Pitch Matching Adapts Even for Bilateral Cochlear Implant Users with Relatively Small Initial Pitch Differences Across the Ears

  • Justin M. AronoffEmail author
  • Hannah E. Staisloff
  • Abbigail Kirchner
  • Daniel H. Lee
  • Julia Stelmach
Research Article


There is often a mismatch for bilateral cochlear implant (CI) users between the electrodes in the two ears that receive the same frequency allocation and the electrodes that, when stimulated, yield the same pitch. Studies with CI users who have extreme mismatches between the two ears show that adaptation occurs in terms of pitch matching, reducing the difference between which electrodes receive the same frequency allocation and which ones produce the same pitch. The considerable adaptation that occurs for these extreme cases suggests that adaptation should be sufficient to overcome the relatively minor mismatches seen with typical bilateral CI users. However, even those with many years of bilateral CI use continue to demonstrate a mismatch. This may indicate that adaptation only occurs when there are large mismatches. Alternatively, it may indicate that adaptation occurs regardless of the magnitude of the mismatch, but that adaptation is proportional to the magnitude of the mismatch, and thus never fully counters the original mismatch. To investigate this, six bilateral CI users with initial pitch-matching mismatches of less than 3 mm completed a pitch-matching task near the time of activation, 6 months after activation, and 1 year after activation. Despite relatively small initial mismatches, the results indicated that adaptation still occurred.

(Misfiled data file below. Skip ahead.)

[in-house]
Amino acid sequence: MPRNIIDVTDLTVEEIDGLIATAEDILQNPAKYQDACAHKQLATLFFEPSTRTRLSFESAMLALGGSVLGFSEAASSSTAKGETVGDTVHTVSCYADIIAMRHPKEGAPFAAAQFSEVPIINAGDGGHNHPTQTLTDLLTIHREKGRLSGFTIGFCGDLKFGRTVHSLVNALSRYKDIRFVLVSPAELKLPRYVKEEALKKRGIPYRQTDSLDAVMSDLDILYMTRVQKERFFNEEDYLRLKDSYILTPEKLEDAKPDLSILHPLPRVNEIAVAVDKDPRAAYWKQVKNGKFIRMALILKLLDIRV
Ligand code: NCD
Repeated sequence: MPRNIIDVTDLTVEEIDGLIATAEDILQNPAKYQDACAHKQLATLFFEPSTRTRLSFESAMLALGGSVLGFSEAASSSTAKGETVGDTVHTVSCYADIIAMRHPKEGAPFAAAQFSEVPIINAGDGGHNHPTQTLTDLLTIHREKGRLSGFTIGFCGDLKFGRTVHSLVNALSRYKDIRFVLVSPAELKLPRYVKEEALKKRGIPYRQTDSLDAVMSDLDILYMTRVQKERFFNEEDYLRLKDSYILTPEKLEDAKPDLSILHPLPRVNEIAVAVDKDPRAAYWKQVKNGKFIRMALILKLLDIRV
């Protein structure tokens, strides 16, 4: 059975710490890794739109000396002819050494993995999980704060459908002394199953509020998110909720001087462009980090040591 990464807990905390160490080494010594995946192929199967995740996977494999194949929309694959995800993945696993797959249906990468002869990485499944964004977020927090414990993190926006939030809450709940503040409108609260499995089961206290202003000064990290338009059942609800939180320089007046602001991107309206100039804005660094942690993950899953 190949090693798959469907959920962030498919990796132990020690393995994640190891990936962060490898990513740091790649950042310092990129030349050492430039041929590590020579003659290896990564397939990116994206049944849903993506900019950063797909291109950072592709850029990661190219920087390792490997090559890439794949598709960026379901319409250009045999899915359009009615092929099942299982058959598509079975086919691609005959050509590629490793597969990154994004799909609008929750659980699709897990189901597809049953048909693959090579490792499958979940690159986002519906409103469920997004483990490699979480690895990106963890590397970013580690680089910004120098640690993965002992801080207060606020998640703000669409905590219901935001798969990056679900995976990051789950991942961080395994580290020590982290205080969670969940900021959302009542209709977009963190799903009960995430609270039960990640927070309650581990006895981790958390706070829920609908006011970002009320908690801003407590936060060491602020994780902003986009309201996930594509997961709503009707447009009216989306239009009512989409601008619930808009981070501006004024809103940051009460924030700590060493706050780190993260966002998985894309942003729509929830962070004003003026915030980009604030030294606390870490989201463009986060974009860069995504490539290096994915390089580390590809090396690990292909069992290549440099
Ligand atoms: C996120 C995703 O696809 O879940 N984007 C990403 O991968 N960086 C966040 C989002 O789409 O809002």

bilateral cochlear implants pitch matching adaptation post-activation 



We thank our participants for their time.

Funding Information

This work was supported by NIH/NIDCD grant R03-DC013380.

Compliance with Ethical Standards

The procedures were approved by the institutional review board for the University of Illinois at Urbana-Champaign and all participants gave informed consent prior to participation.

Conflict of Interest

The authors declare that they have no conflict of interest.


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Copyright information

© Association for Research in Otolaryngology 2019

Authors and Affiliations

  1. 1.University of Illinois at Urbana-ChampaignChampaignUSA
  2. 2.University of Illinois at ChicagoChicagoUSA

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